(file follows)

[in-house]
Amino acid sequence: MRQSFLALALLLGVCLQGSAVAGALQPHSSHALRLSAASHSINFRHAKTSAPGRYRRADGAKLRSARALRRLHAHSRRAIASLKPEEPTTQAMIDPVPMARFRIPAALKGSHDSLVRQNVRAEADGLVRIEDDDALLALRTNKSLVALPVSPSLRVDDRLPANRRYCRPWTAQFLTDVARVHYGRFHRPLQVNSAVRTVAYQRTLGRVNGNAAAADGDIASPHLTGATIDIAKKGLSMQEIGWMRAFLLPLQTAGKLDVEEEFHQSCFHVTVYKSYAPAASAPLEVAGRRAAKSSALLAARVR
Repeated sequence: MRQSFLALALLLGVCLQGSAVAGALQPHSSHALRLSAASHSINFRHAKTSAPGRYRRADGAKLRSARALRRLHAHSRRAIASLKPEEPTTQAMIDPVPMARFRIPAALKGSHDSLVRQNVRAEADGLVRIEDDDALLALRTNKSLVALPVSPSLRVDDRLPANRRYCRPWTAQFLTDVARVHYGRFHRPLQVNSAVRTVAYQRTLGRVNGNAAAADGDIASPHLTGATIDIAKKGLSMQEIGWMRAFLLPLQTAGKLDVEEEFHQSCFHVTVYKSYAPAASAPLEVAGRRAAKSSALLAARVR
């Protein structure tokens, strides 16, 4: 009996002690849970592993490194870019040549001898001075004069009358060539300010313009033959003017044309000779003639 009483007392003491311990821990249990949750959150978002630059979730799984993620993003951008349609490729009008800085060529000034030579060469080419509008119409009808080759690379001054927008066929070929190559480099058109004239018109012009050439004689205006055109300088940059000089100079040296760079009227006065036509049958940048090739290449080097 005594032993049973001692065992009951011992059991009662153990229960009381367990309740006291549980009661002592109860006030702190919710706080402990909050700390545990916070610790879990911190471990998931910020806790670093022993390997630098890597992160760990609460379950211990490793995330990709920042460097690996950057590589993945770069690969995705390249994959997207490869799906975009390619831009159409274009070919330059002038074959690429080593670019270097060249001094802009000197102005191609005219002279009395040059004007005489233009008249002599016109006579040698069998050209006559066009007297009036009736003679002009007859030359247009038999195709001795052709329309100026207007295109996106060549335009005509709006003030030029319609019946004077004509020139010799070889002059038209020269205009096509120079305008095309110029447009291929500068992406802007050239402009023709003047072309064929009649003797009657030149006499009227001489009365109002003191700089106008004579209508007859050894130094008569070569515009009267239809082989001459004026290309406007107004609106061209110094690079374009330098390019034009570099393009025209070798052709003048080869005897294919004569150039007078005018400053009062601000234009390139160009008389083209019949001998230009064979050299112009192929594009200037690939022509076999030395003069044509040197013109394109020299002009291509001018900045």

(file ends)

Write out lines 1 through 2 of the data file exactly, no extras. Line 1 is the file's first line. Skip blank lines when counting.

[in-house]
Amino acid sequence: MRQSFLALALLLGVCLQGSAVAGALQPHSSHALRLSAASHSINFRHAKTSAPGRYRRADGAKLRSARALRRLHAHSRRAIASLKPEEPTTQAMIDPVPMARFRIPAALKGSHDSLVRQNVRAEADGLVRIEDDDALLALRTNKSLVALPVSPSLRVDDRLPANRRYCRPWTAQFLTDVARVHYGRFHRPLQVNSAVRTVAYQRTLGRVNGNAAAADGDIASPHLTGATIDIAKKGLSMQEIGWMRAFLLPLQTAGKLDVEEEFHQSCFHVTVYKSYAPAASAPLEVAGRRAAKSSALLAARVR